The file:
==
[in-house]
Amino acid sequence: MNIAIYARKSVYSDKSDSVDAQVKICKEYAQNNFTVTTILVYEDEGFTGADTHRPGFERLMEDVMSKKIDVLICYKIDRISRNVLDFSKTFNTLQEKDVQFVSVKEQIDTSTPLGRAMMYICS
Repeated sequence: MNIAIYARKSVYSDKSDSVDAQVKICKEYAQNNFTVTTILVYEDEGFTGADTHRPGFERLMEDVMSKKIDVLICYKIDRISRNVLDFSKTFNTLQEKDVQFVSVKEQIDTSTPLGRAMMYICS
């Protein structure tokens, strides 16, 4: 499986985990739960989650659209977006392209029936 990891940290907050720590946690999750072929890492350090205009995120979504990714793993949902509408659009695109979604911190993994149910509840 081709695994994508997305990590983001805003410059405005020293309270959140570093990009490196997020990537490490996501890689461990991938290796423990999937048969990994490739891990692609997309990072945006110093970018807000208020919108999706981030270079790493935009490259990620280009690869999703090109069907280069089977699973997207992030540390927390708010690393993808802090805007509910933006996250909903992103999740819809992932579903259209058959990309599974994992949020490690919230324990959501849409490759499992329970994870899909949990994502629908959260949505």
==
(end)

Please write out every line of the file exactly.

[in-house]
Amino acid sequence: MNIAIYARKSVYSDKSDSVDAQVKICKEYAQNNFTVTTILVYEDEGFTGADTHRPGFERLMEDVMSKKIDVLICYKIDRISRNVLDFSKTFNTLQEKDVQFVSVKEQIDTSTPLGRAMMYICS
Repeated sequence: MNIAIYARKSVYSDKSDSVDAQVKICKEYAQNNFTVTTILVYEDEGFTGADTHRPGFERLMEDVMSKKIDVLICYKIDRISRNVLDFSKTFNTLQEKDVQFVSVKEQIDTSTPLGRAMMYICS
């Protein structure tokens, strides 16, 4: 499986985990739960989650659209977006392209029936 990891940290907050720590946690999750072929890492350090205009995120979504990714793993949902509408659009695109979604911190993994149910509840 081709695994994508997305990590983001805003410059405005020293309270959140570093990009490196997020990537490490996501890689461990991938290796423990999937048969990994490739891990692609997309990072945006110093970018807000208020919108999706981030270079790493935009490259990620280009690869999703090109069907280069089977699973997207992030540390927390708010690393993808802090805007509910933006996250909903992103999740819809992932579903259209058959990309599974994992949020490690919230324990959501849409490759499992329970994870899909949990994502629908959260949505």